Motivate People without Over Managing or Micromanaging

Micromanaging-with-carrotsI don’t doubt that most managers truly want to motivate people to peak performance; it’s the way they go about it that backfires. In a fervent desire to teach people what they know to be true (after all, it worked to get them promoted to management, right?), some managers enthusiastically over-manage.

Over-management can also manifest as micromanagement. When a manager tells someone what to do, how to do it, when to do it, why their way is better, they undermine the person’s ability to think for themselves.  Instead of someone feeling as if they have some control over the way they work, they begin to feel powerless and controlled. They many even start to doubt their competency. Their relationship with their manager becomes fragile, since it is based on compliance and conformity.

Managers who micromanage destroy any chance of people finding meaning and fulfillment in their work. People’s basic psychological needs for autonomy, relatedness and competency are left wanting. When that happens, workers withdraw and disengage.

The Domino Effect

In effect, these three needs are dependent upon one another: autonomy, relatedness, and competence. When you fail to offer opportunities for learning and growth (competency), you make it difficult to satisfy needs for autonomy and relatedness. The other needs are lacking as a result of one deficiency. Mess with one, the others fall like dominoes.

It’s a mistake to think your people aren’t motivated. They are, just for things they may not be able to name (autonomy, relatedness and competence). People want to learn, they want to grow, enjoy work, be productive and make a contribution. They want to enjoy relationships at work. It’s their human nature.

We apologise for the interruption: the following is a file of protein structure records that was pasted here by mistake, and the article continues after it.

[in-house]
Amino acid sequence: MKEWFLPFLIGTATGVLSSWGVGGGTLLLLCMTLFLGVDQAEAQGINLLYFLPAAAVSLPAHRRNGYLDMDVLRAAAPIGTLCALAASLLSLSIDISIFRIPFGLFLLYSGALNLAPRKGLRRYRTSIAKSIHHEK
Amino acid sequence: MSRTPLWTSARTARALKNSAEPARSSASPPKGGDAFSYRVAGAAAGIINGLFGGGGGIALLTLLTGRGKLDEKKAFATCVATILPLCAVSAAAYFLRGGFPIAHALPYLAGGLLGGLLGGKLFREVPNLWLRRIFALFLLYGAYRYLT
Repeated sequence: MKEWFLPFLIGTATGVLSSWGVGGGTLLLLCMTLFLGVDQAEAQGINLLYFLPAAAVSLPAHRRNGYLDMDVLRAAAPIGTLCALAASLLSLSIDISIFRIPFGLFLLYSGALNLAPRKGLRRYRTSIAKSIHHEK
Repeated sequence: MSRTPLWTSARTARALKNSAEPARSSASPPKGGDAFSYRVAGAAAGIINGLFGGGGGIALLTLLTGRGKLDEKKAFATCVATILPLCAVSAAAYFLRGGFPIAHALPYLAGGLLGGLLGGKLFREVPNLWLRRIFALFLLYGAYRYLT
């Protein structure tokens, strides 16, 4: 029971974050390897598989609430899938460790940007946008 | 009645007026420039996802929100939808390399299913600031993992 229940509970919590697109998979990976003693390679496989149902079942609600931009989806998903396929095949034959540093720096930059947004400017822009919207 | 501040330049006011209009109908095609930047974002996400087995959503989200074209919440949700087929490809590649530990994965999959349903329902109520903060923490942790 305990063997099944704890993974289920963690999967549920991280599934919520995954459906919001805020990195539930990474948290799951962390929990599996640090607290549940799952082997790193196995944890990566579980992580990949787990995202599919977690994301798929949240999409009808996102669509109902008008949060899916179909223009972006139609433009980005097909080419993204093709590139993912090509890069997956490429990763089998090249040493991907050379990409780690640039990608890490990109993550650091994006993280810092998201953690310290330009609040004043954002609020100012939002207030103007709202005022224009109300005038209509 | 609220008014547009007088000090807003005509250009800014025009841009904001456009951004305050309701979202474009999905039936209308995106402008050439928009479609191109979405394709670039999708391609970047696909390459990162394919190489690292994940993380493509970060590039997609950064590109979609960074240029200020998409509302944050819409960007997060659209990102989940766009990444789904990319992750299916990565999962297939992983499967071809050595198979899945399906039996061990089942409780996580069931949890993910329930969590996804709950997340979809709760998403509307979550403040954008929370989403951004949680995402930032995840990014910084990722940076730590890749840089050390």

When psychological needs are satisfied, you experience positive energy, vitality and a sense of well-being. You can’t help but strive for more. You’ve probably experienced this with your own hobbies or sports. You do not need someone to tell you to go out and practice, you do it because you enjoy it.

Organizational systems are built on the faulty assumption that people need to be rewarded for accomplishing goals. What would happen if in addition to focusing on results, performance, and productivity, managers and leaders focused on helping people satisfy their needs for autonomy, relatedness and competence? I think the number of engaged workers would double, turnover would decline and productivity would skyrocket.

What do you think? Am I being too idealistic to think that managers and their organizations can shift to what the science of motivation has proven for over 60 years? I know some companies like Southwest Airlines, Zappos, WD40 actually provide opportunities for their people to thrive. What about where you work? Still wielding carrots and sticks?

I’d love to hear your thoughts on this. Contact me here and on LinkedIn.

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  1. By November 2014 | Crusader Staffing Associates on December 2, 2014 at 10:25 am

    […] up on my series of posts about why 90% of managers are under-managing. We hear a lot about micromanaging and busy bosses who command and control, but survey data tell us “hands-off” managing is […]

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